remember back when I was a kid and we played outside in the wintertime until our legs were pink and numb. I kept warm by wearing cotton long johns under jeans and dry by slipping old bread bags over my feet. Kids with real winter clothes wore “snowmobile suits”. Then we grabbed a metal disk or a wooden toboggan and headed off to the local golf course where we went sledding until dark with the rest of the neighborhood kids.
Unfortunately, we can’t be as carefree as our parents were when it comes to letting our kids play outside, supervised or unsupervised. This makes it even easier during the cold winter months to have them play Wii inside or computer games or watch movies. The next thing you know, it’s been six weeks and the kids haven’t been outside, had any fresh air, or been exposed to some vitamin D generating sunshine since school started.
January is a perfect time to break that indoor cycle. Remember those New Year resolutions? Begin an exercise program, eat healthy, stop smoking, and be more active. Start right now by doing your resolutions with your family and kids. Get everyone off the couch, dressed up warm, and head outside where a winter wonderland awaits with fun things to do for kids of all ages!
Bundle Up In order to make your outdoor winter experience pleasant, the most important thing is to dress properly. If the weather forecast includes severe wind chills and blizzard conditions, it might be best to stay indoors. But for a typical winter day, dress right and you can stay comfortable for some time. There are three basic elements to protect against when dressing for the outdoors in a western NY/PA winter: cold, wet and wind. The key to being warm is to dress in layers. Layers of breathable clothing create layers of air between the layers of clothing that heats up and helps to keep our bodies warm. An example of dressing in layers for the cold is wearing long underwear under a pair of pants or flancontinued on page 8 ‰‰‰ BUNDLE UP AND GO OUTSIDE from page 7 nels under fleece covered by a waterproof pant. Being wet in the cold weather is a great way to invite hypothermia, so wearing a good pair of waterproof, insulated boots is important as well as wearing a waterproof shell over the chest and legs. Once the wind gets blowing, the outside temperature can plummet, causing frostbite and even windburn. A windshell and head and hand protection (hat, mittens, and scarf) are the best protection against the wind. A pair of sunglasses protects the eyes against blowing objects as well as sun glare from the snow and ice. If it’s too windy, stand near a proper shelter against the wind (garage, house, and barn) or stay indoors. So bundle up and get outside for some great winter fun!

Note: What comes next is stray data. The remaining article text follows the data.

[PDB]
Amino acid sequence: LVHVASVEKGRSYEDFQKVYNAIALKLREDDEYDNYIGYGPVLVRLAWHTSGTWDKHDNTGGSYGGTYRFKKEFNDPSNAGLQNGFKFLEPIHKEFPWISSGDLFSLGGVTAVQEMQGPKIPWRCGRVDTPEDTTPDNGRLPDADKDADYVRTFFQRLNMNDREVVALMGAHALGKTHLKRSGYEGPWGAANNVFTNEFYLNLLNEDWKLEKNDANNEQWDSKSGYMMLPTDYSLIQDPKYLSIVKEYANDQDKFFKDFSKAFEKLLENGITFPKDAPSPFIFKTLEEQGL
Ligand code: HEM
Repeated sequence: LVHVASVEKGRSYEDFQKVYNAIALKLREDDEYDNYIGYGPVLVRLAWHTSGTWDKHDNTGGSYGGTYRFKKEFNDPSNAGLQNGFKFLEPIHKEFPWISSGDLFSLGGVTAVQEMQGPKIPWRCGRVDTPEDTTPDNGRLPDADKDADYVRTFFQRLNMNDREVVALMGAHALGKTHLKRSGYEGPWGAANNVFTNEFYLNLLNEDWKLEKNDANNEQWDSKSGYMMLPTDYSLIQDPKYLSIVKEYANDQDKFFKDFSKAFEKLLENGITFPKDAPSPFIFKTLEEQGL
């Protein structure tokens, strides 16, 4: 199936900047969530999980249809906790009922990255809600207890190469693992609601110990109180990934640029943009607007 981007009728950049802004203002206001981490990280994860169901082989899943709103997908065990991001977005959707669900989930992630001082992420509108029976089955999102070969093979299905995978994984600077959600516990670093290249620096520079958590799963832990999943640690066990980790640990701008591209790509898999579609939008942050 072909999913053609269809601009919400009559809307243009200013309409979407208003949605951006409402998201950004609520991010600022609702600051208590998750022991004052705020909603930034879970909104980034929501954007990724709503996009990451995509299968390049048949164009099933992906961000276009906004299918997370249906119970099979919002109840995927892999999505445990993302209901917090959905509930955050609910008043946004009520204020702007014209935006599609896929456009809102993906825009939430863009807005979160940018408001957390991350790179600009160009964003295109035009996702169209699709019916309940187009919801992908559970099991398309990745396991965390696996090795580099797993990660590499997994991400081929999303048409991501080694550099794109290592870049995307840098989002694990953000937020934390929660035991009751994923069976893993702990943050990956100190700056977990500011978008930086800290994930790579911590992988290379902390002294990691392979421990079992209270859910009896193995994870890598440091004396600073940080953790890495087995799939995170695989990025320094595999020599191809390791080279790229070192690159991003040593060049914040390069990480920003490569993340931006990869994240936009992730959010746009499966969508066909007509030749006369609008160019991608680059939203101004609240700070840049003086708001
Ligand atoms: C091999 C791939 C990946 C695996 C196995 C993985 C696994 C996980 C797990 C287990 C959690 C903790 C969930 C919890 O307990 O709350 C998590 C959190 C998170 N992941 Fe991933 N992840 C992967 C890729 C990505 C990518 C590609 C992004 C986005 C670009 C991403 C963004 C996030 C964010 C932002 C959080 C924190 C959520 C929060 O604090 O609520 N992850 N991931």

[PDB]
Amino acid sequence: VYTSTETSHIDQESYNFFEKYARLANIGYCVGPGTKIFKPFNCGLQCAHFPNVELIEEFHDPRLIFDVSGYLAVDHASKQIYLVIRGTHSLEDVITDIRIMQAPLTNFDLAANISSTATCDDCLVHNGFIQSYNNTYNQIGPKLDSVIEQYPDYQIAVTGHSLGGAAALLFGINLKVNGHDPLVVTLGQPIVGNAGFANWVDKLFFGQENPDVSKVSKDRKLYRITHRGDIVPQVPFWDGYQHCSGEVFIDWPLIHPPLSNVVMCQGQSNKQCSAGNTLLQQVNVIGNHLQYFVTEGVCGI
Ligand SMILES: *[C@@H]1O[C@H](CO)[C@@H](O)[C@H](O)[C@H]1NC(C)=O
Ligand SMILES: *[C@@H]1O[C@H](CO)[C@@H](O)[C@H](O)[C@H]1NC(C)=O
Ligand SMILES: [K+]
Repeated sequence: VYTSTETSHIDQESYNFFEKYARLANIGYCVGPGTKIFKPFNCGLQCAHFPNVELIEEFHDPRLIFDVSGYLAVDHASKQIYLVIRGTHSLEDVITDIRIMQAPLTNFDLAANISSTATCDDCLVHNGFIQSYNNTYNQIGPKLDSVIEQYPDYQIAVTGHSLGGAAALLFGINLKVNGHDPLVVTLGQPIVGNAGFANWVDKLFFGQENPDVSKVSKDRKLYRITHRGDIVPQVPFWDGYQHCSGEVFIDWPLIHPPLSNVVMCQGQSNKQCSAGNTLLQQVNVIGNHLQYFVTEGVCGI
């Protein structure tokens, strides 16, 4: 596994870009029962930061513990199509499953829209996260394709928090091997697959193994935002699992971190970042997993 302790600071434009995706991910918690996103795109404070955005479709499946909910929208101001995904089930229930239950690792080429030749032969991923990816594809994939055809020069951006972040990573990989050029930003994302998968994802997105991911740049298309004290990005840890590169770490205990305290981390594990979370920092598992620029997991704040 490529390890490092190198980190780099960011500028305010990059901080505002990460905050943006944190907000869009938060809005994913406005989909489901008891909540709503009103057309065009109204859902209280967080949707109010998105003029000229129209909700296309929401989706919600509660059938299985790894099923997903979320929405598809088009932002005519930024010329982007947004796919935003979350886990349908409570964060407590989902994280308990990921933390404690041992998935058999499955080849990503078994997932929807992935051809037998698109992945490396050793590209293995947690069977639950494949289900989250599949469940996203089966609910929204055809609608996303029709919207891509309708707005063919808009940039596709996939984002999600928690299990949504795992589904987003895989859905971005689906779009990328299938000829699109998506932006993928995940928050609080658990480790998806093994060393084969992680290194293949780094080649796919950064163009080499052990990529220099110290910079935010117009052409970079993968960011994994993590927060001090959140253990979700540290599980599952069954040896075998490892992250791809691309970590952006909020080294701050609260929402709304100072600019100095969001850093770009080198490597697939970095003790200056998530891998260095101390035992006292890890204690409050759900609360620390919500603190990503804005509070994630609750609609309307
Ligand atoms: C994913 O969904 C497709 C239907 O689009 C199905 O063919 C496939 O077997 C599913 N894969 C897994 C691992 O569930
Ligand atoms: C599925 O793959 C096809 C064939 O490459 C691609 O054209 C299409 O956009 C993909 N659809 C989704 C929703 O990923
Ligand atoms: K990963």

Go Sledding or Tubing You don’t need fancy equipment to go sledding in the winter, just snow, a slight incline, and something slippery to slide down on. A plastic sled is what people normally use, but you can use big pieces of cardboard, empty dog food bags (the waxed bags are great for little kids!), and large inner tubes. Old-fashioned toboggans, aluminum discs or runner sleds are excellent choices as well. If you don’t have a big hill nearby, just grab a friend and take turns pushing each other on a little hill. Be sure to stay away from trees and any other obstacles, particularly water and parked cars. To go snow tubing on a groomed hill, visit the Colden Tubing Company in Colden, NY at www.kbski.com/content/pages/tubing (1-716-592-4961) or AvalancheXpress in Meadville, PA at www.golfwhisperingpines.com/Snow-Tubing/home.htm (1-814-333-2827).
Go Skiing or Snowshoeing Cross-country skiing and snowshoeing are two winter activities that don’t require driving to a mountain. All you need is the equipment and you can shoe or ski around your neighborhood park, in the backyard, or along a designated trail. When just starting out, buy used equipment through the classified ads, friends and family or eBay to see if you or the kids like the sport. If you do, you can always upgrade as the kids grow and improve. Buy new gear at a sporting goods store, specialty shop or on the internet.